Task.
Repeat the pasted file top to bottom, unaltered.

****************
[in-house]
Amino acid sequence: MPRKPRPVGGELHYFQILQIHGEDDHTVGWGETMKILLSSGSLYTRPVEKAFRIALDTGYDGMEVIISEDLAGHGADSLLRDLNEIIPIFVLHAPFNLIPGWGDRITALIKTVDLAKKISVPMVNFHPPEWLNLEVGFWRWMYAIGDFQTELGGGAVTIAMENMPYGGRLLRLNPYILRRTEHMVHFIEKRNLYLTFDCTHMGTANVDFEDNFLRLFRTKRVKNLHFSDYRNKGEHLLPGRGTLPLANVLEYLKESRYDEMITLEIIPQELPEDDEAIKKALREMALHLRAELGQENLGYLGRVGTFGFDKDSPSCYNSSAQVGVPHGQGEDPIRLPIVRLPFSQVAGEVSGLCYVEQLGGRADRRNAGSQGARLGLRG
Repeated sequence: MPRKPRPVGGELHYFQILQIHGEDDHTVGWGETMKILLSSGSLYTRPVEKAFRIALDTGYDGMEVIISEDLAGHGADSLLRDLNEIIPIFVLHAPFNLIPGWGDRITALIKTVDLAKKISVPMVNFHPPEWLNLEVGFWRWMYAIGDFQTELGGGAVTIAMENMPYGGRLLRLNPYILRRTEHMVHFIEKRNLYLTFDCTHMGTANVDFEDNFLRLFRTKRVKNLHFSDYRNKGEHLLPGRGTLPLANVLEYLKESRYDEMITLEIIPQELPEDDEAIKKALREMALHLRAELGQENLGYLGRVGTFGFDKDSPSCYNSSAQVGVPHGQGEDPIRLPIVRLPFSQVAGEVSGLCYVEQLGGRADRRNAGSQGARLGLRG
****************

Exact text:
[in-house]
Amino acid sequence: MPRKPRPVGGELHYFQILQIHGEDDHTVGWGETMKILLSSGSLYTRPVEKAFRIALDTGYDGMEVIISEDLAGHGADSLLRDLNEIIPIFVLHAPFNLIPGWGDRITALIKTVDLAKKISVPMVNFHPPEWLNLEVGFWRWMYAIGDFQTELGGGAVTIAMENMPYGGRLLRLNPYILRRTEHMVHFIEKRNLYLTFDCTHMGTANVDFEDNFLRLFRTKRVKNLHFSDYRNKGEHLLPGRGTLPLANVLEYLKESRYDEMITLEIIPQELPEDDEAIKKALREMALHLRAELGQENLGYLGRVGTFGFDKDSPSCYNSSAQVGVPHGQGEDPIRLPIVRLPFSQVAGEVSGLCYVEQLGGRADRRNAGSQGARLGLRG
Repeated sequence: MPRKPRPVGGELHYFQILQIHGEDDHTVGWGETMKILLSSGSLYTRPVEKAFRIALDTGYDGMEVIISEDLAGHGADSLLRDLNEIIPIFVLHAPFNLIPGWGDRITALIKTVDLAKKISVPMVNFHPPEWLNLEVGFWRWMYAIGDFQTELGGGAVTIAMENMPYGGRLLRLNPYILRRTEHMVHFIEKRNLYLTFDCTHMGTANVDFEDNFLRLFRTKRVKNLHFSDYRNKGEHLLPGRGTLPLANVLEYLKESRYDEMITLEIIPQELPEDDEAIKKALREMALHLRAELGQENLGYLGRVGTFGFDKDSPSCYNSSAQVGVPHGQGEDPIRLPIVRLPFSQVAGEVSGLCYVEQLGGRADRRNAGSQGARLGLRG